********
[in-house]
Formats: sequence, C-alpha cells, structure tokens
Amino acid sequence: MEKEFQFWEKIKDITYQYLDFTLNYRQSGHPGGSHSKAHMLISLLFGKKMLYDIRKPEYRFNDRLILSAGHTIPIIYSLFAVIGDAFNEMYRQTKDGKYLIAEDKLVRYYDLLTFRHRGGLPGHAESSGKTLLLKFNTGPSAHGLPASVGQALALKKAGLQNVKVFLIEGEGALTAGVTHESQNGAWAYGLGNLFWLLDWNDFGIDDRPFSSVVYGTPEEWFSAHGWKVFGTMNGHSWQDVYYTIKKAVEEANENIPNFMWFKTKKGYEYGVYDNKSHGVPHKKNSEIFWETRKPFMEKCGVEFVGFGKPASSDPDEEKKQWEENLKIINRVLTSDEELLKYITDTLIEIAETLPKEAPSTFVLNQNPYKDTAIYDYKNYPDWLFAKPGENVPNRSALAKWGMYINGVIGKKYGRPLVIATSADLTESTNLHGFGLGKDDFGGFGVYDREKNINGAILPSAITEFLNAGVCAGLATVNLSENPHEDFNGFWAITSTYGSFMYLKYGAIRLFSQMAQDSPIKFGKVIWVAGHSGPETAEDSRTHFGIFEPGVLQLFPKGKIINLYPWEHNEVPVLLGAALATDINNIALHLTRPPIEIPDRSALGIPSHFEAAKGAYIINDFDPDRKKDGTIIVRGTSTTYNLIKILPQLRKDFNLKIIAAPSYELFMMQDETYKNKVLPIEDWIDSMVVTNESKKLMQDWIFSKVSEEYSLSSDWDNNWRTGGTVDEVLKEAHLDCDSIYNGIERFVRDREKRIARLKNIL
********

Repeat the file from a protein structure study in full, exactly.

[in-house]
Formats: sequence, C-alpha cells, structure tokens
Amino acid sequence: MEKEFQFWEKIKDITYQYLDFTLNYRQSGHPGGSHSKAHMLISLLFGKKMLYDIRKPEYRFNDRLILSAGHTIPIIYSLFAVIGDAFNEMYRQTKDGKYLIAEDKLVRYYDLLTFRHRGGLPGHAESSGKTLLLKFNTGPSAHGLPASVGQALALKKAGLQNVKVFLIEGEGALTAGVTHESQNGAWAYGLGNLFWLLDWNDFGIDDRPFSSVVYGTPEEWFSAHGWKVFGTMNGHSWQDVYYTIKKAVEEANENIPNFMWFKTKKGYEYGVYDNKSHGVPHKKNSEIFWETRKPFMEKCGVEFVGFGKPASSDPDEEKKQWEENLKIINRVLTSDEELLKYITDTLIEIAETLPKEAPSTFVLNQNPYKDTAIYDYKNYPDWLFAKPGENVPNRSALAKWGMYINGVIGKKYGRPLVIATSADLTESTNLHGFGLGKDDFGGFGVYDREKNINGAILPSAITEFLNAGVCAGLATVNLSENPHEDFNGFWAITSTYGSFMYLKYGAIRLFSQMAQDSPIKFGKVIWVAGHSGPETAEDSRTHFGIFEPGVLQLFPKGKIINLYPWEHNEVPVLLGAALATDINNIALHLTRPPIEIPDRSALGIPSHFEAAKGAYIINDFDPDRKKDGTIIVRGTSTTYNLIKILPQLRKDFNLKIIAAPSYELFMMQDETYKNKVLPIEDWIDSMVVTNESKKLMQDWIFSKVSEEYSLSSDWDNNWRTGGTVDEVLKEAHLDCDSIYNGIERFVRDREKRIARLKNIL